Journal of Clinical and Investigative Dermatology

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Research Article

A Hair Growth-Enhancing Component of Hydrolysate of Human Placenta: In vitro and In vivo Assessments

Yeon A No1, Tae-Rin Kwon1, Hye Min Park2, Hae Jung Han2, Hyi Jeong Ji2, Yong-Jun Huh3and Beom Joon Kim 1*

  • 1Department of Dermatology, Chung-Ang University College of Medicine, Seoul, Korea
  • 2Green Cross Corporation, 303 Bojeong-dong, Giheung-gu, Yongin, Korea
  • 3GCJBP Corporation, 107, Ihyeon-ro 30beon-gil, Giheung-gu, Yongin-si, Korea

*Address for Correspondence: Beom Joon Kim, MD., Department of Dermatology, Chung-Ang University College of Medicine, Seoul, Korea 224-1 Heukseok-dong, Dongjak-ku, Seoul 156-755, Korea, Fax: +82-2-823-1049; E-mail:
Citation:No YA, Kwon TR, Park HM, Han HJ, Ji HJ, et al. A Hair Growth-Enhancing Component of Hydrolysate of Human Placenta: In vitro and In vivo Assessments. J Clin Investigat Dermatol. 2015;3(1): 5.
Copyright © 2015 Kim KY, et al. This is an open access article distributed under the Creative Commons Attribution License, which permits unrestricted use, distribution, and reproduction in any medium, provided the original work is properly cited.
Journal of Clinical & Investigative Dermatology | ISSN: 2373-1044 | Volume: 3, Issue: 1
Submission: 17 July 2015| Accepted: 06 August 2015 | Published: 12 August 2015
Reviewed & Approved by: Dr. Jeff Donovan, Assistant Professor, University of Toronto, USA


Background: Human placenta hydrolysate (HPH) has been used to promote wound healing, for its anti-aging effects, and, more recently, for hair growth. However, the main component(s) of HPH that induce hair growth remain unknown.

Aim: To test the hypothesis that IGF-1, a component of HPH, promotes hair growth and to evaluate the possible mechanism.

Methods: We examined the effects of IGF-1 and an amino acid mixture on the cell viability of human dermal papilla cells and on GSK-3β and beta-catenin signaling pathways. We also examined the effects of IGF-1 on the development of hair follicles in C57BL6/J mice using hematoxylin and eosin staining.

Results: We found that IGF-1 modulated hair growth signal. Specifically, it increased both the number and size of hair follicles in groups treated with IGF-1 and with the amino acid mixture.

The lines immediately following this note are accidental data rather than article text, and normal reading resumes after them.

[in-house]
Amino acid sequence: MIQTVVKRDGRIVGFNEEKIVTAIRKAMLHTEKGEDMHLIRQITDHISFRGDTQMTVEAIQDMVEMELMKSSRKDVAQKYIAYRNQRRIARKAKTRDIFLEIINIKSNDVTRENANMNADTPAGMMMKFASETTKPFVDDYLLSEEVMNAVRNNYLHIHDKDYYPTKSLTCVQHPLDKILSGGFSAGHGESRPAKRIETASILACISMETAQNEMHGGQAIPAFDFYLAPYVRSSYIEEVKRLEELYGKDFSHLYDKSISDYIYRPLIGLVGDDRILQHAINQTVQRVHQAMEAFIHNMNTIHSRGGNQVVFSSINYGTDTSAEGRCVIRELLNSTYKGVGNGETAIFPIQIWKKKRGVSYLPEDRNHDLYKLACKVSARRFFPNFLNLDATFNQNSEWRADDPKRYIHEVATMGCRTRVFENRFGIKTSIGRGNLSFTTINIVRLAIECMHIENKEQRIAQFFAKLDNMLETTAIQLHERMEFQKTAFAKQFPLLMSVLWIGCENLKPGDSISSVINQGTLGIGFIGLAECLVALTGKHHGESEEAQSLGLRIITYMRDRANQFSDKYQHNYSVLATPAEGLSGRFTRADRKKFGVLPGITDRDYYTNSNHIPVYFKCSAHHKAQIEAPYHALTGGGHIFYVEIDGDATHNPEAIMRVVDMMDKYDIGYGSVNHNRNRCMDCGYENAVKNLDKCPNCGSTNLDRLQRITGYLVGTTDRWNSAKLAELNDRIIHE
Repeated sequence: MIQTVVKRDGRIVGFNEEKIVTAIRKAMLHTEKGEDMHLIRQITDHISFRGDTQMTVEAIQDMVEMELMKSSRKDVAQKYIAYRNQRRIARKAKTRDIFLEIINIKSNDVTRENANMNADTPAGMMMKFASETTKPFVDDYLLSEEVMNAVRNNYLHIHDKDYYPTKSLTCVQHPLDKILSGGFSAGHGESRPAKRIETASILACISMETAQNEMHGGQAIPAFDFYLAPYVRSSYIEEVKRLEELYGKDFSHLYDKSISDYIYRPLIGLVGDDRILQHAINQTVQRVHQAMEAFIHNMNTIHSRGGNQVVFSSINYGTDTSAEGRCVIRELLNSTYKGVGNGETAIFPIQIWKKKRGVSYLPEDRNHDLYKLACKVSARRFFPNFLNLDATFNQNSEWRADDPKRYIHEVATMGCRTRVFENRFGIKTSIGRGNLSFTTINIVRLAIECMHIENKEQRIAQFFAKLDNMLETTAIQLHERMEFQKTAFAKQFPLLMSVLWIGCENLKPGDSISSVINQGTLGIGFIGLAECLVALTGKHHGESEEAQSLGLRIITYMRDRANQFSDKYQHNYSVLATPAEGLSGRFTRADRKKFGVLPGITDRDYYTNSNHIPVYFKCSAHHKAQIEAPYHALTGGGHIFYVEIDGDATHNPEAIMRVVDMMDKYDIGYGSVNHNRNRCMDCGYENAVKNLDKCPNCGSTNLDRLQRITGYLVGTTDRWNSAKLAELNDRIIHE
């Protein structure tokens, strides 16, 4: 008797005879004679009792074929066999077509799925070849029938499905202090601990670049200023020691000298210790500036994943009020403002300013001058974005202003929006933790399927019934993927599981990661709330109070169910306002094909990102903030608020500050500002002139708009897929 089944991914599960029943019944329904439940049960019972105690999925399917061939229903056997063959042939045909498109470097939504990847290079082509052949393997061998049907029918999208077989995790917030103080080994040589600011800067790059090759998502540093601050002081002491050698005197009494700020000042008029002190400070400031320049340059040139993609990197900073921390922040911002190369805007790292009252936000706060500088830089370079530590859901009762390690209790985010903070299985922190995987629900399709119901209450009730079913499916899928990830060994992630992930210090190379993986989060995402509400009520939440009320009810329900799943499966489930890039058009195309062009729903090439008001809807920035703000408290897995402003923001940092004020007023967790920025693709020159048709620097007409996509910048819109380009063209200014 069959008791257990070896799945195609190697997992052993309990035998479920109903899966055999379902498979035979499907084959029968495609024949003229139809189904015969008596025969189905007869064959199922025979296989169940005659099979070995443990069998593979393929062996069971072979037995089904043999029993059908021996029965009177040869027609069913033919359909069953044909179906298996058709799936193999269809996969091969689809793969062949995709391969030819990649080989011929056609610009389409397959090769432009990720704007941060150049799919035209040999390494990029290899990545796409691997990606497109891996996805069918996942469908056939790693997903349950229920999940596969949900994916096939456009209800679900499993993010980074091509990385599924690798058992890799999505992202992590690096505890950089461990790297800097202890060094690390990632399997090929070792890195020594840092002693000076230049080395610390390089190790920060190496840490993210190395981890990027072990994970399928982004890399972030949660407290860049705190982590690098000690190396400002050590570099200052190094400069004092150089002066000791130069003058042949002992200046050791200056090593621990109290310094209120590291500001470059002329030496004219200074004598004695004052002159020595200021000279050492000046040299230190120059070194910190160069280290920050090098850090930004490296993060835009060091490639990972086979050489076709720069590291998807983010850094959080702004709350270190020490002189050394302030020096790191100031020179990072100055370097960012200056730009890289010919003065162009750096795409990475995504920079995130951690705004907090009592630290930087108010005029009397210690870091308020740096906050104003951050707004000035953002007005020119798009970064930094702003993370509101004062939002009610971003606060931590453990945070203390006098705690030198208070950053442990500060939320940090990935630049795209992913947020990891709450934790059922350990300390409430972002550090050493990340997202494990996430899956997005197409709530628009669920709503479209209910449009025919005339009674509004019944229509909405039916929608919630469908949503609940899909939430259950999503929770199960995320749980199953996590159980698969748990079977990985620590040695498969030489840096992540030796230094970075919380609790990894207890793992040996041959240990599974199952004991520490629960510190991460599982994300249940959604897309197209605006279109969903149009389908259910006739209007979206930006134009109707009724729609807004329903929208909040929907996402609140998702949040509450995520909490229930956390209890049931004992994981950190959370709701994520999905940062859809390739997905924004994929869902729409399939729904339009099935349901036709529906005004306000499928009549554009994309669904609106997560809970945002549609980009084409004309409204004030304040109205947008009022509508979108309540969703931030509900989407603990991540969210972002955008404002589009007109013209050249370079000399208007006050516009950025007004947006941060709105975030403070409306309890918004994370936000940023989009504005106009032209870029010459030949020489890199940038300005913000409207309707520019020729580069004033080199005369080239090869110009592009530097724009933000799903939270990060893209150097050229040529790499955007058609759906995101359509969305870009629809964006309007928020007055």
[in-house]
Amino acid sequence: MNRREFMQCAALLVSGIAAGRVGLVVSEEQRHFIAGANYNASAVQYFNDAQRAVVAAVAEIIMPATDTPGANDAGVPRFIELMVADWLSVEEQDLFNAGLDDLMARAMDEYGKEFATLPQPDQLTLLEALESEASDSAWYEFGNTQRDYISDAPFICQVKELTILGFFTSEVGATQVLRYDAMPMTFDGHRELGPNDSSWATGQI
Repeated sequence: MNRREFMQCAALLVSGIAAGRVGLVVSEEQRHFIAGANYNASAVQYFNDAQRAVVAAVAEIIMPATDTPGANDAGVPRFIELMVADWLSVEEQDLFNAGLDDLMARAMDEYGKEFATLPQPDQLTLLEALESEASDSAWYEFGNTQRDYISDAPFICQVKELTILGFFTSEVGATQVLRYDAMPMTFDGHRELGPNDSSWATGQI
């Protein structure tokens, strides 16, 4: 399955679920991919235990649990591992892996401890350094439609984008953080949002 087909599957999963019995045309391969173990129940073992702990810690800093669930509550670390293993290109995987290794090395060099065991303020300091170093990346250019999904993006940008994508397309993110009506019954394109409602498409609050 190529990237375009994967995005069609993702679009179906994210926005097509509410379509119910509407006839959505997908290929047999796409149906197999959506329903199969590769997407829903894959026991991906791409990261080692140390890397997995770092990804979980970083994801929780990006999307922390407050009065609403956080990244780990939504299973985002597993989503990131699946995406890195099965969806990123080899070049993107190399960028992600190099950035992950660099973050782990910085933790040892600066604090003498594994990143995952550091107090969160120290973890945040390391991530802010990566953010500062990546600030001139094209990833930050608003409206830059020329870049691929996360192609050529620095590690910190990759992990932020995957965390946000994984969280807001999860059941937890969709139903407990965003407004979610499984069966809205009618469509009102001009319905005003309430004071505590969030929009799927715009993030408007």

Conclusions: IGF-1 and amino acids are active components of HPH in stimulating hair growth activity and HPH could be used as a drug candidate for treatment of alopecia.


Hair loss is a distinct condition that can be accompanied by physical, psychological or social problems. There are various causes of hair loss including aging, hormone imbalance, stress and nutritional deficiency, and it can occur in both men and women [1].

Human placenta hydrolysate (HPH) has been used to alleviate tiredness and promote wound healing, and for its anti-ageing functions. Recently, a report showed the capability of HPH to stimulate hair growth [2]. However, the main component(s) of HPH that activate hair growth have not yet been identified.

Insulin-like growth factor 1 (IGF-1), also called somatomedin C, is a hormone similar in structure to insulin. It consists of 70 amino acids in a single chain with three intramolecular disulphide bridges [3]. IGF-3 plays an important role in childhood growth and continues to have anabolic effects in adults. A synthetic analogue of IGF-1, mecasermin, is used for the treatment of impaired growth in children [4].

IGF-1 has been reported to be an effective stimulator of hair follicle development in wide type mice in vivo [5]. Also, recent research has indicated that IGF-1 and an amino acid mixture increases myogenin protein expression, resulting in increased cell differentiation and cell proliferation [6].